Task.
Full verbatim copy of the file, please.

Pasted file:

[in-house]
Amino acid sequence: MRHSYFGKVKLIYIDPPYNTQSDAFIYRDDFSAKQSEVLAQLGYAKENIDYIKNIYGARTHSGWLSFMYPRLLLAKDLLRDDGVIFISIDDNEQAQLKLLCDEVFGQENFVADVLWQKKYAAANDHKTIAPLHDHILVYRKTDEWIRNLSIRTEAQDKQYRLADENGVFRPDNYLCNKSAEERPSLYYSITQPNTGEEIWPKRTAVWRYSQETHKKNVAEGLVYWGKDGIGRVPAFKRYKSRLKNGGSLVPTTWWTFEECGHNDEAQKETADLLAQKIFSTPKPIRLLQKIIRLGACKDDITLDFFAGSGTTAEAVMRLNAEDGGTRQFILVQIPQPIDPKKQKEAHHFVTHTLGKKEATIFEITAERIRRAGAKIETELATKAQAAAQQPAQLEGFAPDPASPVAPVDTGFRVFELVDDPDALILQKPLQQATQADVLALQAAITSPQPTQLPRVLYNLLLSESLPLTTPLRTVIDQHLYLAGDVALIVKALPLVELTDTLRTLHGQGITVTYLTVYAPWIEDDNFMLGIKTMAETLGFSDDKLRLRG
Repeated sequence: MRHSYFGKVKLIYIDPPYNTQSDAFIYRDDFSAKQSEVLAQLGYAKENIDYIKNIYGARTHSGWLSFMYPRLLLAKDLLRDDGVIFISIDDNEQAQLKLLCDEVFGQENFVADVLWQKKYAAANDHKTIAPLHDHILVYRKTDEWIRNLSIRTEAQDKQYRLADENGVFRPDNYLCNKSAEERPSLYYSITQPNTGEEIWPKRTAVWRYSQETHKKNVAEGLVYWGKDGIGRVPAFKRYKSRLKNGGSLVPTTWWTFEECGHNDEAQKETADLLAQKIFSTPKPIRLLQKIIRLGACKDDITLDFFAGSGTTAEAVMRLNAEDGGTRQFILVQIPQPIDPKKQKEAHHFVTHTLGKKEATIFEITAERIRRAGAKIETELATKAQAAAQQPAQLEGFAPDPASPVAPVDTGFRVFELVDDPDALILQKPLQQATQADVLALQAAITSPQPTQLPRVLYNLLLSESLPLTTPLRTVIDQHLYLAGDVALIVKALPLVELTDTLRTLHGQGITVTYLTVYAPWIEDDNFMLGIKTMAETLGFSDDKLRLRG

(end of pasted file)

[in-house]
Amino acid sequence: MRHSYFGKVKLIYIDPPYNTQSDAFIYRDDFSAKQSEVLAQLGYAKENIDYIKNIYGARTHSGWLSFMYPRLLLAKDLLRDDGVIFISIDDNEQAQLKLLCDEVFGQENFVADVLWQKKYAAANDHKTIAPLHDHILVYRKTDEWIRNLSIRTEAQDKQYRLADENGVFRPDNYLCNKSAEERPSLYYSITQPNTGEEIWPKRTAVWRYSQETHKKNVAEGLVYWGKDGIGRVPAFKRYKSRLKNGGSLVPTTWWTFEECGHNDEAQKETADLLAQKIFSTPKPIRLLQKIIRLGACKDDITLDFFAGSGTTAEAVMRLNAEDGGTRQFILVQIPQPIDPKKQKEAHHFVTHTLGKKEATIFEITAERIRRAGAKIETELATKAQAAAQQPAQLEGFAPDPASPVAPVDTGFRVFELVDDPDALILQKPLQQATQADVLALQAAITSPQPTQLPRVLYNLLLSESLPLTTPLRTVIDQHLYLAGDVALIVKALPLVELTDTLRTLHGQGITVTYLTVYAPWIEDDNFMLGIKTMAETLGFSDDKLRLRG
Repeated sequence: MRHSYFGKVKLIYIDPPYNTQSDAFIYRDDFSAKQSEVLAQLGYAKENIDYIKNIYGARTHSGWLSFMYPRLLLAKDLLRDDGVIFISIDDNEQAQLKLLCDEVFGQENFVADVLWQKKYAAANDHKTIAPLHDHILVYRKTDEWIRNLSIRTEAQDKQYRLADENGVFRPDNYLCNKSAEERPSLYYSITQPNTGEEIWPKRTAVWRYSQETHKKNVAEGLVYWGKDGIGRVPAFKRYKSRLKNGGSLVPTTWWTFEECGHNDEAQKETADLLAQKIFSTPKPIRLLQKIIRLGACKDDITLDFFAGSGTTAEAVMRLNAEDGGTRQFILVQIPQPIDPKKQKEAHHFVTHTLGKKEATIFEITAERIRRAGAKIETELATKAQAAAQQPAQLEGFAPDPASPVAPVDTGFRVFELVDDPDALILQKPLQQATQADVLALQAAITSPQPTQLPRVLYNLLLSESLPLTTPLRTVIDQHLYLAGDVALIVKALPLVELTDTLRTLHGQGITVTYLTVYAPWIEDDNFMLGIKTMAETLGFSDDKLRLRG